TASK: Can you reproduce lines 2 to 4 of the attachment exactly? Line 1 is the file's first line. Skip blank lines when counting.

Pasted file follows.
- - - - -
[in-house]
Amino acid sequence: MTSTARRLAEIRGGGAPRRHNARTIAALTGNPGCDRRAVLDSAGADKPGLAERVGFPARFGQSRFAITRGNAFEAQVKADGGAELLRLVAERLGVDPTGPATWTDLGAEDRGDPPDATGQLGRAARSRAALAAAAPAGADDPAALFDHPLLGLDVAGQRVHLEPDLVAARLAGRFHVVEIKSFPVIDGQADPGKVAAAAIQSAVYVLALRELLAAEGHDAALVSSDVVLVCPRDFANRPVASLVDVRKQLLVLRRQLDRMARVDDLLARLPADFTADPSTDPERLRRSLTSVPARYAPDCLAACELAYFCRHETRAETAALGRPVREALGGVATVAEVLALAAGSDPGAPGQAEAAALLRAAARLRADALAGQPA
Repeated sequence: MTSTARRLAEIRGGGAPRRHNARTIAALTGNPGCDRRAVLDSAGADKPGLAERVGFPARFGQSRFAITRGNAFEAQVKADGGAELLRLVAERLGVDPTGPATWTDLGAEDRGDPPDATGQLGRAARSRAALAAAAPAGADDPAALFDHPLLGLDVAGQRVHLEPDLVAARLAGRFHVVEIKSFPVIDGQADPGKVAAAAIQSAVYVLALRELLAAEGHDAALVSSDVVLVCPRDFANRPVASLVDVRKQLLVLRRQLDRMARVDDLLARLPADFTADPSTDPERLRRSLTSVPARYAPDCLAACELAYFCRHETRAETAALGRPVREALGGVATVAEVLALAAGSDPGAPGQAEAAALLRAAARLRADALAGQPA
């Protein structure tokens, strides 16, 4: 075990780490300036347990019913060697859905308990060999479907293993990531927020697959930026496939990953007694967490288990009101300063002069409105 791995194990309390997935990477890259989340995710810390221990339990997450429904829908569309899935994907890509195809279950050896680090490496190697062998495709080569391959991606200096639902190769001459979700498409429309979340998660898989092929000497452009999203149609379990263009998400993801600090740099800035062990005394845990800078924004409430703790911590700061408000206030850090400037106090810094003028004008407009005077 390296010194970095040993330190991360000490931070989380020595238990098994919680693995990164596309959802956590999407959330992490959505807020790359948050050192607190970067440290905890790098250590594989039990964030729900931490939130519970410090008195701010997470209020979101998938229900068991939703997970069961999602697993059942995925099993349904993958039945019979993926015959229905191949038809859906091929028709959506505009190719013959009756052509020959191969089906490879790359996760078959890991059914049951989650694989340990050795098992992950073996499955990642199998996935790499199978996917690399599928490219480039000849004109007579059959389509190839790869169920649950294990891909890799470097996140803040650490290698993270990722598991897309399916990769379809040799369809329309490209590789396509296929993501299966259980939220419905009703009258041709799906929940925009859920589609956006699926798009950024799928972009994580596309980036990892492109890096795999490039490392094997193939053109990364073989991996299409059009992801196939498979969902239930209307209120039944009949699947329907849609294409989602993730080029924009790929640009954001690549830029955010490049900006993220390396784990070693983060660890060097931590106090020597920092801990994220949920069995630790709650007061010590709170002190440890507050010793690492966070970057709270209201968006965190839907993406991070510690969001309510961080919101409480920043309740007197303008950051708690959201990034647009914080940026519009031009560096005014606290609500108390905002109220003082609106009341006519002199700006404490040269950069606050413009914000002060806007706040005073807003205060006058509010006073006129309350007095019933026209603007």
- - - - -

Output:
Amino acid sequence: MTSTARRLAEIRGGGAPRRHNARTIAALTGNPGCDRRAVLDSAGADKPGLAERVGFPARFGQSRFAITRGNAFEAQVKADGGAELLRLVAERLGVDPTGPATWTDLGAEDRGDPPDATGQLGRAARSRAALAAAAPAGADDPAALFDHPLLGLDVAGQRVHLEPDLVAARLAGRFHVVEIKSFPVIDGQADPGKVAAAAIQSAVYVLALRELLAAEGHDAALVSSDVVLVCPRDFANRPVASLVDVRKQLLVLRRQLDRMARVDDLLARLPADFTADPSTDPERLRRSLTSVPARYAPDCLAACELAYFCRHETRAETAALGRPVREALGGVATVAEVLALAAGSDPGAPGQAEAAALLRAAARLRADALAGQPA
Repeated sequence: MTSTARRLAEIRGGGAPRRHNARTIAALTGNPGCDRRAVLDSAGADKPGLAERVGFPARFGQSRFAITRGNAFEAQVKADGGAELLRLVAERLGVDPTGPATWTDLGAEDRGDPPDATGQLGRAARSRAALAAAAPAGADDPAALFDHPLLGLDVAGQRVHLEPDLVAARLAGRFHVVEIKSFPVIDGQADPGKVAAAAIQSAVYVLALRELLAAEGHDAALVSSDVVLVCPRDFANRPVASLVDVRKQLLVLRRQLDRMARVDDLLARLPADFTADPSTDPERLRRSLTSVPARYAPDCLAACELAYFCRHETRAETAALGRPVREALGGVATVAEVLALAAGSDPGAPGQAEAAALLRAAARLRADALAGQPA
């Protein structure tokens, strides 16, 4: 075990780490300036347990019913060697859905308990060999479907293993990531927020697959930026496939990953007694967490288990009101300063002069409105 791995194990309390997935990477890259989340995710810390221990339990997450429904829908569309899935994907890509195809279950050896680090490496190697062998495709080569391959991606200096639902190769001459979700498409429309979340998660898989092929000497452009999203149609379990263009998400993801600090740099800035062990005394845990800078924004409430703790911590700061408000206030850090400037106090810094003028004008407009005077 390296010194970095040993330190991360000490931070989380020595238990098994919680693995990164596309959802956590999407959330992490959505807020790359948050050192607190970067440290905890790098250590594989039990964030729900931490939130519970410090008195701010997470209020979101998938229900068991939703997970069961999602697993059942995925099993349904993958039945019979993926015959229905191949038809859906091929028709959506505009190719013959009756052509020959191969089906490879790359996760078959890991059914049951989650694989340990050795098992992950073996499955990642199998996935790499199978996917690399599928490219480039000849004109007579059959389509190839790869169920649950294990891909890799470097996140803040650490290698993270990722598991897309399916990769379809040799369809329309490209590789396509296929993501299966259980939220419905009703009258041709799906929940925009859920589609956006699926798009950024799928972009994580596309980036990892492109890096795999490039490392094997193939053109990364073989991996299409059009992801196939498979969902239930209307209120039944009949699947329907849609294409989602993730080029924009790929640009954001690549830029955010490049900006993220390396784990070693983060660890060097931590106090020597920092801990994220949920069995630790709650007061010590709170002190440890507050010793690492966070970057709270209201968006965190839907993406991070510690969001309510961080919101409480920043309740007197303008950051708690959201990034647009914080940026519009031009560096005014606290609500108390905002109220003082609106009341006519002199700006404490040269950069606050413009914000002060806007706040005073807003205060006058509010006073006129309350007095019933026209603007």